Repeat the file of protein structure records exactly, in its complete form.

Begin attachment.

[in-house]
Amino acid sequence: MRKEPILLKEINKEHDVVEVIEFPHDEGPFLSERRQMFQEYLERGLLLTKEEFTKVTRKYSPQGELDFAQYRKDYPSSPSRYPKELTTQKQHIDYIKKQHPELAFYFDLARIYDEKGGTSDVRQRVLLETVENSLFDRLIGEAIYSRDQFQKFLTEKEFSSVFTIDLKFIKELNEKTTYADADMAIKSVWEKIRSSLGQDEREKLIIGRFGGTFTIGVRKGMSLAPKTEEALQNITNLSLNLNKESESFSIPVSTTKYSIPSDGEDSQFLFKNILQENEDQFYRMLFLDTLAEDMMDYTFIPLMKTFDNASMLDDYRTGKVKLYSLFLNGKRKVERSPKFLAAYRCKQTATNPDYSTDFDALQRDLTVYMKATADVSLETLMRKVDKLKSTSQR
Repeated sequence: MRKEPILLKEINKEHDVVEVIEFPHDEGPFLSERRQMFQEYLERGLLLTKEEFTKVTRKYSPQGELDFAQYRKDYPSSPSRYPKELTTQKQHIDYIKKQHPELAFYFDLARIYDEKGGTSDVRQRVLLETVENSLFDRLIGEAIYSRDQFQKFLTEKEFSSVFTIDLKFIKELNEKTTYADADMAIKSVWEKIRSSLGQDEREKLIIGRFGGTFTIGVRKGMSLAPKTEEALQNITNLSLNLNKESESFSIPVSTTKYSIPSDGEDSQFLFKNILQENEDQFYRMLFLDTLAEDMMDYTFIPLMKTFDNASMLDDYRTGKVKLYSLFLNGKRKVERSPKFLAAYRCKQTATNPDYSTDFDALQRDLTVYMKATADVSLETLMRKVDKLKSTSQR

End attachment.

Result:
[in-house]
Amino acid sequence: MRKEPILLKEINKEHDVVEVIEFPHDEGPFLSERRQMFQEYLERGLLLTKEEFTKVTRKYSPQGELDFAQYRKDYPSSPSRYPKELTTQKQHIDYIKKQHPELAFYFDLARIYDEKGGTSDVRQRVLLETVENSLFDRLIGEAIYSRDQFQKFLTEKEFSSVFTIDLKFIKELNEKTTYADADMAIKSVWEKIRSSLGQDEREKLIIGRFGGTFTIGVRKGMSLAPKTEEALQNITNLSLNLNKESESFSIPVSTTKYSIPSDGEDSQFLFKNILQENEDQFYRMLFLDTLAEDMMDYTFIPLMKTFDNASMLDDYRTGKVKLYSLFLNGKRKVERSPKFLAAYRCKQTATNPDYSTDFDALQRDLTVYMKATADVSLETLMRKVDKLKSTSQR
Repeated sequence: MRKEPILLKEINKEHDVVEVIEFPHDEGPFLSERRQMFQEYLERGLLLTKEEFTKVTRKYSPQGELDFAQYRKDYPSSPSRYPKELTTQKQHIDYIKKQHPELAFYFDLARIYDEKGGTSDVRQRVLLETVENSLFDRLIGEAIYSRDQFQKFLTEKEFSSVFTIDLKFIKELNEKTTYADADMAIKSVWEKIRSSLGQDEREKLIIGRFGGTFTIGVRKGMSLAPKTEEALQNITNLSLNLNKESESFSIPVSTTKYSIPSDGEDSQFLFKNILQENEDQFYRMLFLDTLAEDMMDYTFIPLMKTFDNASMLDDYRTGKVKLYSLFLNGKRKVERSPKFLAAYRCKQTATNPDYSTDFDALQRDLTVYMKATADVSLETLMRKVDKLKSTSQR